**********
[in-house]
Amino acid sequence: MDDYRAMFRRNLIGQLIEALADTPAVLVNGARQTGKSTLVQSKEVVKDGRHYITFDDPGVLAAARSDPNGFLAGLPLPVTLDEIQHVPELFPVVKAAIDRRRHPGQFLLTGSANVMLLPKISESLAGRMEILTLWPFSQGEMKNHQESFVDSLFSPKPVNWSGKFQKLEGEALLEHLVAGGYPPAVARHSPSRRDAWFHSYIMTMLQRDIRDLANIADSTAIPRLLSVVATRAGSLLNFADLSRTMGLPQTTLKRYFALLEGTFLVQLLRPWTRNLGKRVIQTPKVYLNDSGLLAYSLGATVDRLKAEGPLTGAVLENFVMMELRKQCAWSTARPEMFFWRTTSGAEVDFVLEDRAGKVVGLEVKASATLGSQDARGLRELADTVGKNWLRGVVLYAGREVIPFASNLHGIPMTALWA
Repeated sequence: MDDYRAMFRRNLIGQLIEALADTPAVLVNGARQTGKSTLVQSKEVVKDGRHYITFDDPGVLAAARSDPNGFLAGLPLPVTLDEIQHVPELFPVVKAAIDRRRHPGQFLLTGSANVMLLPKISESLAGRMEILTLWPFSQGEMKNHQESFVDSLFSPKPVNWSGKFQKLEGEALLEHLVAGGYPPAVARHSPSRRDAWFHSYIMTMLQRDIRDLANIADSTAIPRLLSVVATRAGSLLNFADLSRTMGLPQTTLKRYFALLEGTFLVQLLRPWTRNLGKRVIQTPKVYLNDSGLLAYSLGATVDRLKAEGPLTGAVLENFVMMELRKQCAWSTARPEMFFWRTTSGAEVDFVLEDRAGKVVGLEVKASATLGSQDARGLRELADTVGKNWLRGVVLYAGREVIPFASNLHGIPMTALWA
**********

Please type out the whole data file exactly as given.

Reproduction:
[in-house]
Amino acid sequence: MDDYRAMFRRNLIGQLIEALADTPAVLVNGARQTGKSTLVQSKEVVKDGRHYITFDDPGVLAAARSDPNGFLAGLPLPVTLDEIQHVPELFPVVKAAIDRRRHPGQFLLTGSANVMLLPKISESLAGRMEILTLWPFSQGEMKNHQESFVDSLFSPKPVNWSGKFQKLEGEALLEHLVAGGYPPAVARHSPSRRDAWFHSYIMTMLQRDIRDLANIADSTAIPRLLSVVATRAGSLLNFADLSRTMGLPQTTLKRYFALLEGTFLVQLLRPWTRNLGKRVIQTPKVYLNDSGLLAYSLGATVDRLKAEGPLTGAVLENFVMMELRKQCAWSTARPEMFFWRTTSGAEVDFVLEDRAGKVVGLEVKASATLGSQDARGLRELADTVGKNWLRGVVLYAGREVIPFASNLHGIPMTALWA
Repeated sequence: MDDYRAMFRRNLIGQLIEALADTPAVLVNGARQTGKSTLVQSKEVVKDGRHYITFDDPGVLAAARSDPNGFLAGLPLPVTLDEIQHVPELFPVVKAAIDRRRHPGQFLLTGSANVMLLPKISESLAGRMEILTLWPFSQGEMKNHQESFVDSLFSPKPVNWSGKFQKLEGEALLEHLVAGGYPPAVARHSPSRRDAWFHSYIMTMLQRDIRDLANIADSTAIPRLLSVVATRAGSLLNFADLSRTMGLPQTTLKRYFALLEGTFLVQLLRPWTRNLGKRVIQTPKVYLNDSGLLAYSLGATVDRLKAEGPLTGAVLENFVMMELRKQCAWSTARPEMFFWRTTSGAEVDFVLEDRAGKVVGLEVKASATLGSQDARGLRELADTVGKNWLRGVVLYAGREVIPFASNLHGIPMTALWA